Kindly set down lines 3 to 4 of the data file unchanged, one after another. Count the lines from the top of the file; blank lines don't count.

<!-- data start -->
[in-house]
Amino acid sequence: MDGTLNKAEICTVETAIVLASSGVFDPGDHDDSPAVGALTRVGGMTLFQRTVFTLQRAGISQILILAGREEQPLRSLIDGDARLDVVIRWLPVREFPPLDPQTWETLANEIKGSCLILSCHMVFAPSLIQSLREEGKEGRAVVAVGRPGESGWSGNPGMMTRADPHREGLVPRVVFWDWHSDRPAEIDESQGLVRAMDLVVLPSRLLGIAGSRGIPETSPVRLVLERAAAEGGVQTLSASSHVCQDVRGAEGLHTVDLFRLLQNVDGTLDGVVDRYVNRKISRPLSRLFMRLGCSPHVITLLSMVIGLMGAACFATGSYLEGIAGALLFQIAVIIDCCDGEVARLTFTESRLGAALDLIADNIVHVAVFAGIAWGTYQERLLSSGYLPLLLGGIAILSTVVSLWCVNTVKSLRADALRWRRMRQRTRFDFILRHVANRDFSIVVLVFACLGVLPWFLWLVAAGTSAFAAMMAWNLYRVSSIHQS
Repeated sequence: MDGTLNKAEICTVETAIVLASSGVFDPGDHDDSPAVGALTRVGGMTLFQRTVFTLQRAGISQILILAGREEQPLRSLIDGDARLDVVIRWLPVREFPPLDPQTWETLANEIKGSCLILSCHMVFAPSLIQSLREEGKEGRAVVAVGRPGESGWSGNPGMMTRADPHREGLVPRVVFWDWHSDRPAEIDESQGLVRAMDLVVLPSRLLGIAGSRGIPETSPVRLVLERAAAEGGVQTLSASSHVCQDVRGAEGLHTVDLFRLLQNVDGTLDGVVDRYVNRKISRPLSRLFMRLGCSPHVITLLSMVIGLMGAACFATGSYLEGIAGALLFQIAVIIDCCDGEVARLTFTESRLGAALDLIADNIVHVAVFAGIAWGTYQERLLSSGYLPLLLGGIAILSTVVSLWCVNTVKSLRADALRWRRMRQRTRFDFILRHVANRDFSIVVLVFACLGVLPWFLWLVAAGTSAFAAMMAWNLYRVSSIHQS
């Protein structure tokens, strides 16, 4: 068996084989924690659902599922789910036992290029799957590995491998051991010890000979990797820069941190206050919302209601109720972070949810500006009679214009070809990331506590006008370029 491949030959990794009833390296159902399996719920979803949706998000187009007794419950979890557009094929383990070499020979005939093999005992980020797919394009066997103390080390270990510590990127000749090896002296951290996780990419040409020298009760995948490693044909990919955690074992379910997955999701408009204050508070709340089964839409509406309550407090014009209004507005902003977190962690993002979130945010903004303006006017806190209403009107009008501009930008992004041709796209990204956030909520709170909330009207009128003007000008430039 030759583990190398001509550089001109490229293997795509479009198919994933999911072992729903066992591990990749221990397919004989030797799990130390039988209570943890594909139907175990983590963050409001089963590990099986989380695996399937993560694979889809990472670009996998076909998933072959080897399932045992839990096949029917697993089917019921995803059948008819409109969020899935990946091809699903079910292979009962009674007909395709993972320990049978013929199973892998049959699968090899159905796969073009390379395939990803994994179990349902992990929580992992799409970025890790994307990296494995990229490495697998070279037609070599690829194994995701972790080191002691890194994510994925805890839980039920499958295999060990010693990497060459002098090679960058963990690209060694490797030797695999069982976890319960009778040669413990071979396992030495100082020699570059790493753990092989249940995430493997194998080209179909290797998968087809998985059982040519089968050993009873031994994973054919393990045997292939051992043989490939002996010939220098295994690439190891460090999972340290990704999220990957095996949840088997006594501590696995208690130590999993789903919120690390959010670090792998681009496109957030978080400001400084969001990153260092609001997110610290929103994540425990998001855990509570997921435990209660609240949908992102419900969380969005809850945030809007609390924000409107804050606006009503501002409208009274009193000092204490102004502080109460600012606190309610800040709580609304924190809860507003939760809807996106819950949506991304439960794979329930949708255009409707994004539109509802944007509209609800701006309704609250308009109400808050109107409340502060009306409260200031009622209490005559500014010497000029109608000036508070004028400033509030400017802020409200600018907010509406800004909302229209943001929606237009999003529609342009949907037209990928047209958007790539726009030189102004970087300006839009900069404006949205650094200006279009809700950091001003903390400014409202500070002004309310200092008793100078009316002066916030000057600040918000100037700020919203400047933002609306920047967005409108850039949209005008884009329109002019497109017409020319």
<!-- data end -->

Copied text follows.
Repeated sequence: MDGTLNKAEICTVETAIVLASSGVFDPGDHDDSPAVGALTRVGGMTLFQRTVFTLQRAGISQILILAGREEQPLRSLIDGDARLDVVIRWLPVREFPPLDPQTWETLANEIKGSCLILSCHMVFAPSLIQSLREEGKEGRAVVAVGRPGESGWSGNPGMMTRADPHREGLVPRVVFWDWHSDRPAEIDESQGLVRAMDLVVLPSRLLGIAGSRGIPETSPVRLVLERAAAEGGVQTLSASSHVCQDVRGAEGLHTVDLFRLLQNVDGTLDGVVDRYVNRKISRPLSRLFMRLGCSPHVITLLSMVIGLMGAACFATGSYLEGIAGALLFQIAVIIDCCDGEVARLTFTESRLGAALDLIADNIVHVAVFAGIAWGTYQERLLSSGYLPLLLGGIAILSTVVSLWCVNTVKSLRADALRWRRMRQRTRFDFILRHVANRDFSIVVLVFACLGVLPWFLWLVAAGTSAFAAMMAWNLYRVSSIHQS
């Protein structure tokens, strides 16, 4: 068996084989924690659902599922789910036992290029799957590995491998051991010890000979990797820069941190206050919302209601109720972070949810500006009679214009070809990331506590006008370029 491949030959990794009833390296159902399996719920979803949706998000187009007794419950979890557009094929383990070499020979005939093999005992980020797919394009066997103390080390270990510590990127000749090896002296951290996780990419040409020298009760995948490693044909990919955690074992379910997955999701408009204050508070709340089964839409509406309550407090014009209004507005902003977190962690993002979130945010903004303006006017806190209403009107009008501009930008992004041709796209990204956030909520709170909330009207009128003007000008430039 030759583990190398001509550089001109490229293997795509479009198919994933999911072992729903066992591990990749221990397919004989030797799990130390039988209570943890594909139907175990983590963050409001089963590990099986989380695996399937993560694979889809990472670009996998076909998933072959080897399932045992839990096949029917697993089917019921995803059948008819409109969020899935990946091809699903079910292979009962009674007909395709993972320990049978013929199973892998049959699968090899159905796969073009390379395939990803994994179990349902992990929580992992799409970025890790994307990296494995990229490495697998070279037609070599690829194994995701972790080191002691890194994510994925805890839980039920499958295999060990010693990497060459002098090679960058963990690209060694490797030797695999069982976890319960009778040669413990071979396992030495100082020699570059790493753990092989249940995430493997194998080209179909290797998968087809998985059982040519089968050993009873031994994973054919393990045997292939051992043989490939002996010939220098295994690439190891460090999972340290990704999220990957095996949840088997006594501590696995208690130590999993789903919120690390959010670090792998681009496109957030978080400001400084969001990153260092609001997110610290929103994540425990998001855990509570997921435990209660609240949908992102419900969380969005809850945030809007609390924000409107804050606006009503501002409208009274009193000092204490102004502080109460600012606190309610800040709580609304924190809860507003939760809807996106819950949506991304439960794979329930949708255009409707994004539109509802944007509209609800701006309704609250308009109400808050109107409340502060009306409260200031009622209490005559500014010497000029109608000036508070004028400033509030400017802020409200600018907010509406800004909302229209943001929606237009999003529609342009949907037209990928047209958007790539726009030189102004970087300006839009900069404006949205650094200006279009809700950091001003903390400014409202500070002004309310200092008793100078009316002066916030000057600040918000100037700020919203400047933002609306920047967005409108850039949209005008884009329109002019497109017409020319």